Cheney/Bush & Obama officials and New York Times editors conspired to suppress the information that was eventually released by Edward Snowden a decade later.
By Jeremy Scahill
Investigative journalist James Risen fought hard to get classified information published at The New York Times, where editors were quite willing to cooperate with the government.
In this video, Intercepted host Jeremy Scahill speaks to Risen about his yearslong battle with the Department of Justice — spanning both the Bush and the Obama administrations — as well as his struggles with his own editors at the New York Times.
The Biggest Secret: James Risen On Life As A New York Times Reporter In The Shadow Of The War On Terror
Democracy Now! (1/5/18)
We spend the hour with former New York Times reporter James Risen, who left the paper in August to join The Intercept as senior national security correspondent. This week, he published a 15,000-word story headlined “The Biggest Secret: My Life as a New York Times Reporter in the Shadow of the War on Terror.” The explosive piece describes his struggles to publish major national security stories in the post-9/11 period and how both the government and his own editors at The New York Times suppressed his reporting, including reports on the Bush administration’s warrantless wiretapping program, for which he would later win the Pulitzer Prize.
Risen describes meetings between key Times editors and top officials at the CIA and the White House. His refusal to name a source would take him to the Supreme Court, and he almost wound up in jail, until the Obama administration blinked.
- PART TWO: How The New York Times & U.S. Government Worked Together To Suppress James Risen’s Post-9/11 Reporting — We continue our interview with former New York Times reporter James Risen, who left the paper in August to join The Intercept as senior national security correspondent. This week, he published a 15,000-word story headlined The Biggest Secret: My Life as a New York Times Reporter in the Shadow of the War on Terror. … Read the Rest and 30-Minute Video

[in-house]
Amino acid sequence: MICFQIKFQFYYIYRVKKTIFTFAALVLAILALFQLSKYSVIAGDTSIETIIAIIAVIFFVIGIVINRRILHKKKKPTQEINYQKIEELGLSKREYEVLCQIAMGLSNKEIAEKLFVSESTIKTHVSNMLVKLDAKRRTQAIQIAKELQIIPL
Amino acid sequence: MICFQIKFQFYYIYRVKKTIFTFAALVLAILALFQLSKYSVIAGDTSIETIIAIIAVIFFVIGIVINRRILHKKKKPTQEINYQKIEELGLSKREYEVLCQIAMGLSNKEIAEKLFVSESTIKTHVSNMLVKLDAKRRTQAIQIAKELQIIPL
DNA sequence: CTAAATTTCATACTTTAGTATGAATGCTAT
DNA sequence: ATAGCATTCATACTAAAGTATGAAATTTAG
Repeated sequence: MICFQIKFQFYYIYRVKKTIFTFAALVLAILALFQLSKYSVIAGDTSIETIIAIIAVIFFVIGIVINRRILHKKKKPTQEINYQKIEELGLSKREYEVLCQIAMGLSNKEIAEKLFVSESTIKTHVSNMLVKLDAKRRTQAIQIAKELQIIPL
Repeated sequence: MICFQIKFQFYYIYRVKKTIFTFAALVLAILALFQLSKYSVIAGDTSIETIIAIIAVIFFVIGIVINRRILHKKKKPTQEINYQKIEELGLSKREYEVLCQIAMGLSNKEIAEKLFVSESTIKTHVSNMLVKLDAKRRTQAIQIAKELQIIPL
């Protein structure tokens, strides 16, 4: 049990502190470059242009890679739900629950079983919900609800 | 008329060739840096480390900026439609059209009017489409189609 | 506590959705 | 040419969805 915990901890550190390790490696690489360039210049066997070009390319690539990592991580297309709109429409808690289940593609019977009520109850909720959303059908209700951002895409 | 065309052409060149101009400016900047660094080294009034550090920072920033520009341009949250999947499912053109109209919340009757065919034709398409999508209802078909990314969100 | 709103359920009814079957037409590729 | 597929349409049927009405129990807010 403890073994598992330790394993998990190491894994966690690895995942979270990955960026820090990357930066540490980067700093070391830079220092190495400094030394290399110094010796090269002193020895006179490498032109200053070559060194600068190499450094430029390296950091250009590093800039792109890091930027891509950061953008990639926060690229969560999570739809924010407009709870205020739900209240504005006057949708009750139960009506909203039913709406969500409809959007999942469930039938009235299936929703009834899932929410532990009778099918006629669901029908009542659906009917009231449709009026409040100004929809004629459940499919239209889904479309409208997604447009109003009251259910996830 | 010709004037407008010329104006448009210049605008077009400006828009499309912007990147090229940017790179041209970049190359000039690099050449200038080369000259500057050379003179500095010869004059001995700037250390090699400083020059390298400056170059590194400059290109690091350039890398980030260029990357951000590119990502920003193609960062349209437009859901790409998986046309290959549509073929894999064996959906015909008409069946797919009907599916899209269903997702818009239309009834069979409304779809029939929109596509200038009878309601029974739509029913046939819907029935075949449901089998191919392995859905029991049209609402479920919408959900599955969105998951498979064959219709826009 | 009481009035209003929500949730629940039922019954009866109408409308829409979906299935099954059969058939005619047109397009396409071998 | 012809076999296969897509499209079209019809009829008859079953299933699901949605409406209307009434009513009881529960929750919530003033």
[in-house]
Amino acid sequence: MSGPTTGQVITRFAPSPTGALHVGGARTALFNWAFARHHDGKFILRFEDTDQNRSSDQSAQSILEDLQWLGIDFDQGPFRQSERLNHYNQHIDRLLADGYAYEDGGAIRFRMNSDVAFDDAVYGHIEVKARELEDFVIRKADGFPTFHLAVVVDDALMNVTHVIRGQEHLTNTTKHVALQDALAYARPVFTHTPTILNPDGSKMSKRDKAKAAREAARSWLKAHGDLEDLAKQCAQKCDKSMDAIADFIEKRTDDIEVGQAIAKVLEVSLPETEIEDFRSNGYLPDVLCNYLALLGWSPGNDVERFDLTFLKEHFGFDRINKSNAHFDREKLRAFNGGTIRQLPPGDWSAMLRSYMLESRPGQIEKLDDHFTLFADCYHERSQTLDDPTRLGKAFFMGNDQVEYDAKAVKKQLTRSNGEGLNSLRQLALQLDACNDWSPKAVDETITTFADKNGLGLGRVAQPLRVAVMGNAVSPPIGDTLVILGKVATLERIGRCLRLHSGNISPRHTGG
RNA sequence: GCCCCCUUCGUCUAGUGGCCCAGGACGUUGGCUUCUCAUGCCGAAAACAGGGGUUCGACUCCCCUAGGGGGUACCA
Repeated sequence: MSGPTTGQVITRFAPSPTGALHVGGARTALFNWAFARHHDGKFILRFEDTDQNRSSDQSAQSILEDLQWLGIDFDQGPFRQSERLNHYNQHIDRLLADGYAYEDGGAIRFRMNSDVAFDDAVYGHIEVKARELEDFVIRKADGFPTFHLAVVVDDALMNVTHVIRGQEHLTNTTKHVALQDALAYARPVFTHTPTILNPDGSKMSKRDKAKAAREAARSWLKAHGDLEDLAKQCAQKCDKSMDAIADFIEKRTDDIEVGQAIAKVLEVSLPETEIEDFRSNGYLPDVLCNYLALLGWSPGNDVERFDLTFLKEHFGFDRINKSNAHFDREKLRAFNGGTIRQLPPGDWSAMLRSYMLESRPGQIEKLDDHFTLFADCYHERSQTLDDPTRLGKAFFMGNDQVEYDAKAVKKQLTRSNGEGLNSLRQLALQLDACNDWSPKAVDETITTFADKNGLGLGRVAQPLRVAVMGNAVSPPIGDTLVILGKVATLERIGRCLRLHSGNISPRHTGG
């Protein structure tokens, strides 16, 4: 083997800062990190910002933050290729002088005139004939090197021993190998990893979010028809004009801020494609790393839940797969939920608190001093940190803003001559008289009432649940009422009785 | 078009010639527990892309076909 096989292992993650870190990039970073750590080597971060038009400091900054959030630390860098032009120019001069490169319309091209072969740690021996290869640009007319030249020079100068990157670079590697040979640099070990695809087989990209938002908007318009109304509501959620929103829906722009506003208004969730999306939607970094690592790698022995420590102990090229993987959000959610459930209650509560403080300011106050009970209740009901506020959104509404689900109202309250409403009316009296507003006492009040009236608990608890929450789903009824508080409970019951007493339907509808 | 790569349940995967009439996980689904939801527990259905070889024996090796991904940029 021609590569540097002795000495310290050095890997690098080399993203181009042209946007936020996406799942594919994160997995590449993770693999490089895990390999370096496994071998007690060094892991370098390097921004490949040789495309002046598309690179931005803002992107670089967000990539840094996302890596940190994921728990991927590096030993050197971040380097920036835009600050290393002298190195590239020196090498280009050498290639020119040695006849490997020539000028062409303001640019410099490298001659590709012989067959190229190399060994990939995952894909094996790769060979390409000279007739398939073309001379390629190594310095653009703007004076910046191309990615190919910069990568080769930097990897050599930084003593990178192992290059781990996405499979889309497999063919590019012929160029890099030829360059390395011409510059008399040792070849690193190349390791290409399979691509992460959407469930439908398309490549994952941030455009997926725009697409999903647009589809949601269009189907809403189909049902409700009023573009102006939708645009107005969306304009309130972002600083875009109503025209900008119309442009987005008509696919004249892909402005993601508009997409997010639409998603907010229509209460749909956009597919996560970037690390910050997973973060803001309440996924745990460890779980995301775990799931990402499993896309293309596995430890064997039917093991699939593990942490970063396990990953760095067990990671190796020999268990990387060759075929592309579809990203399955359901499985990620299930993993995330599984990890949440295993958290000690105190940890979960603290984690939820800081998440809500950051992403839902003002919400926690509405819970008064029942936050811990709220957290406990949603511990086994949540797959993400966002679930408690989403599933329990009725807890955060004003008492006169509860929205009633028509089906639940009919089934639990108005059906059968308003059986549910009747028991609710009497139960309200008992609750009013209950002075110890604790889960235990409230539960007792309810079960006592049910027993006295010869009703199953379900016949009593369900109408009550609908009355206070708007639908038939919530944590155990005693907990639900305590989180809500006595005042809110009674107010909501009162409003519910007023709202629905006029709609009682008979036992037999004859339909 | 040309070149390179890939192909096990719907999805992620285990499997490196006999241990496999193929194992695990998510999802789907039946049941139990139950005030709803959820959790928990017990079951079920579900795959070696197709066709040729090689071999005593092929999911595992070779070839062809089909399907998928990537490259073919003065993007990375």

The Intercept: James Risen & The Biggest Secret
The big secret was the government wasn’t following its own laws.
By James Risen
The Intercept (1/3/18)
I was sitting in the nearly empty restaurant of the Westin Hotel in Alexandria, Virginia, getting ready for a showdown with the federal government that I had been trying to avoid for more than seven years. The Obama administration was demanding that I reveal the confidential sources I had relied on for a chapter about a botched CIA operation in my 2006 book, “State of War.” I had also written about the CIA operation for the New York Times, but the paper’s editors had suppressed the story at the government’s request. It wasn’t the only time they had done so.
BUNDLED AGAINST THE freezing wind, my lawyers and I were about to reach the courthouse door when two news photographers launched into a perp-walk shoot. As a reporter, I had witnessed this classic scene dozens of times, watching in bemusement from the sidelines while frenetic photographers and TV crews did their business. I never thought I would be the perp, facing those whirring cameras.
As I walked past the photographers into the courthouse that morning in January 2015, I saw a group of reporters, some of whom I knew personally. They were here to cover my case, and now they were waiting and watching me. I felt isolated and alone. …